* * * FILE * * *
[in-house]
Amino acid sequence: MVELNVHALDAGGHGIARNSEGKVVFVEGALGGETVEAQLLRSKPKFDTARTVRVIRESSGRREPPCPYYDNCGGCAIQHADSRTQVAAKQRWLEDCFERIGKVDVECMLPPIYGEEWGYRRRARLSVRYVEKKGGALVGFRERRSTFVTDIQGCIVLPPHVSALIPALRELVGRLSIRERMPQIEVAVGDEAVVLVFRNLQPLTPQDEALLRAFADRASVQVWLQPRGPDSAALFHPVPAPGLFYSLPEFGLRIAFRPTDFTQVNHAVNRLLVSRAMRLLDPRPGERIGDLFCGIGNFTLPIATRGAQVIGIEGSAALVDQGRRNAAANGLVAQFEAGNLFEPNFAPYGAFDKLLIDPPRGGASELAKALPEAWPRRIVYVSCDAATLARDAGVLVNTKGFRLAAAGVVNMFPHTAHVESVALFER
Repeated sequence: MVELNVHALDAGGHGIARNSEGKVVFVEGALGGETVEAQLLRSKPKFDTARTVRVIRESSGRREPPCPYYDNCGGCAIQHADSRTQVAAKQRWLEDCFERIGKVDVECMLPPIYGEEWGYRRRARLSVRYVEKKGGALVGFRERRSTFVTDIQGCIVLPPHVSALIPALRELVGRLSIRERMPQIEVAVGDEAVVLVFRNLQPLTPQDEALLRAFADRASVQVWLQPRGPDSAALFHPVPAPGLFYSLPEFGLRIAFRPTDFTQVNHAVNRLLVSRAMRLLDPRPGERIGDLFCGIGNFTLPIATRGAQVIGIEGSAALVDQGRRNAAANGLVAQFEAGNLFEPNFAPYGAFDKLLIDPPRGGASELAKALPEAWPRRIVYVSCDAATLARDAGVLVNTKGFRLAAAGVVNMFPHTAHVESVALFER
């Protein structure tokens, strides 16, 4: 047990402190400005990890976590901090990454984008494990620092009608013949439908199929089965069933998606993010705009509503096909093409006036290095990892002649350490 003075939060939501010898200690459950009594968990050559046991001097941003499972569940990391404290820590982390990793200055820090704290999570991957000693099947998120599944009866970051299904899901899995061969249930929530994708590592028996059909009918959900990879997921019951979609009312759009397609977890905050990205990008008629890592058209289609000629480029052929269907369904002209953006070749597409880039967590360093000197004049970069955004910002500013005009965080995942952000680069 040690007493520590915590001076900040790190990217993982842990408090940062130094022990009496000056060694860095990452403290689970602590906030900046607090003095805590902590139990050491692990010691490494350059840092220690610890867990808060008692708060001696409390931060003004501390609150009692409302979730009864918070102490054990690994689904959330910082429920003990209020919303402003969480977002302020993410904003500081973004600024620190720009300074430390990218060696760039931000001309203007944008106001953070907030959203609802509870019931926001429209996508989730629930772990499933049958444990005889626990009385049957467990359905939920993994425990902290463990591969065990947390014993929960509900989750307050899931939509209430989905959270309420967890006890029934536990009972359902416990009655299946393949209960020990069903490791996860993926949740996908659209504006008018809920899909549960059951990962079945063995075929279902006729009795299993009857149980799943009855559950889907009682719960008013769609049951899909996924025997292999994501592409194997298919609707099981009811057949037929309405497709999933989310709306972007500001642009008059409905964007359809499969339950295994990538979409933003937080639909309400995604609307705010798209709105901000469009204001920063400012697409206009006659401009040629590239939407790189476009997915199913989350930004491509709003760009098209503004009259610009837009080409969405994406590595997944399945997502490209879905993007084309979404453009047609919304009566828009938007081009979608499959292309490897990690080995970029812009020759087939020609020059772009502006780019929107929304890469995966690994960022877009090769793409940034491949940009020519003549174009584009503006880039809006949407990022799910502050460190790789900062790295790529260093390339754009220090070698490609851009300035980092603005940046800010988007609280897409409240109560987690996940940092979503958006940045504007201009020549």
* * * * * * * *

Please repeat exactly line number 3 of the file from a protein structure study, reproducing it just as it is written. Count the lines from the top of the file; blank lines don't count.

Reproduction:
Repeated sequence: MVELNVHALDAGGHGIARNSEGKVVFVEGALGGETVEAQLLRSKPKFDTARTVRVIRESSGRREPPCPYYDNCGGCAIQHADSRTQVAAKQRWLEDCFERIGKVDVECMLPPIYGEEWGYRRRARLSVRYVEKKGGALVGFRERRSTFVTDIQGCIVLPPHVSALIPALRELVGRLSIRERMPQIEVAVGDEAVVLVFRNLQPLTPQDEALLRAFADRASVQVWLQPRGPDSAALFHPVPAPGLFYSLPEFGLRIAFRPTDFTQVNHAVNRLLVSRAMRLLDPRPGERIGDLFCGIGNFTLPIATRGAQVIGIEGSAALVDQGRRNAAANGLVAQFEAGNLFEPNFAPYGAFDKLLIDPPRGGASELAKALPEAWPRRIVYVSCDAATLARDAGVLVNTKGFRLAAAGVVNMFPHTAHVESVALFER